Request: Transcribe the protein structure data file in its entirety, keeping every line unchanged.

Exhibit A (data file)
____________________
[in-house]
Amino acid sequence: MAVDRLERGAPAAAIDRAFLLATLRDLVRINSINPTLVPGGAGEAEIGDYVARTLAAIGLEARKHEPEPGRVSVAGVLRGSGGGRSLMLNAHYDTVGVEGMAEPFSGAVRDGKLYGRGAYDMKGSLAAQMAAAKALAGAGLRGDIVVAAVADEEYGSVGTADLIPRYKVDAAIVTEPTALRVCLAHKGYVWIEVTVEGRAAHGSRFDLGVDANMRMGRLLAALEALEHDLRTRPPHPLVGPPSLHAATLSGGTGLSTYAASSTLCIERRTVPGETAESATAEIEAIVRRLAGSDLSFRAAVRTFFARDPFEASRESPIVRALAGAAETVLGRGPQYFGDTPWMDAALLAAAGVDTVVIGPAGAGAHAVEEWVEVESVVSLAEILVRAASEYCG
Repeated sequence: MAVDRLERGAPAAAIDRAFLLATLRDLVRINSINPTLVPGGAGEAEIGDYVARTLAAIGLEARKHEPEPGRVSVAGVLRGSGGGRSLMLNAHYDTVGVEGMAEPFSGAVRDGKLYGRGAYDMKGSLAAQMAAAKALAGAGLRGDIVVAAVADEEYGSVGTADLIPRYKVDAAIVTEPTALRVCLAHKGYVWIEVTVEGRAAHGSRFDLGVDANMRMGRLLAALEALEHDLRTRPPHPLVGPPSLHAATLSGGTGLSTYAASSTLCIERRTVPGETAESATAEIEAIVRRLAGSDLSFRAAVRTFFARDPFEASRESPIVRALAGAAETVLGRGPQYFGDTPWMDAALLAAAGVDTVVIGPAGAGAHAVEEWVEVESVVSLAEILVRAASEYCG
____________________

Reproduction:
[in-house]
Amino acid sequence: MAVDRLERGAPAAAIDRAFLLATLRDLVRINSINPTLVPGGAGEAEIGDYVARTLAAIGLEARKHEPEPGRVSVAGVLRGSGGGRSLMLNAHYDTVGVEGMAEPFSGAVRDGKLYGRGAYDMKGSLAAQMAAAKALAGAGLRGDIVVAAVADEEYGSVGTADLIPRYKVDAAIVTEPTALRVCLAHKGYVWIEVTVEGRAAHGSRFDLGVDANMRMGRLLAALEALEHDLRTRPPHPLVGPPSLHAATLSGGTGLSTYAASSTLCIERRTVPGETAESATAEIEAIVRRLAGSDLSFRAAVRTFFARDPFEASRESPIVRALAGAAETVLGRGPQYFGDTPWMDAALLAAAGVDTVVIGPAGAGAHAVEEWVEVESVVSLAEILVRAASEYCG
Repeated sequence: MAVDRLERGAPAAAIDRAFLLATLRDLVRINSINPTLVPGGAGEAEIGDYVARTLAAIGLEARKHEPEPGRVSVAGVLRGSGGGRSLMLNAHYDTVGVEGMAEPFSGAVRDGKLYGRGAYDMKGSLAAQMAAAKALAGAGLRGDIVVAAVADEEYGSVGTADLIPRYKVDAAIVTEPTALRVCLAHKGYVWIEVTVEGRAAHGSRFDLGVDANMRMGRLLAALEALEHDLRTRPPHPLVGPPSLHAATLSGGTGLSTYAASSTLCIERRTVPGETAESATAEIEAIVRRLAGSDLSFRAAVRTFFARDPFEASRESPIVRALAGAAETVLGRGPQYFGDTPWMDAALLAAAGVDTVVIGPAGAGAHAVEEWVEVESVVSLAEILVRAASEYCG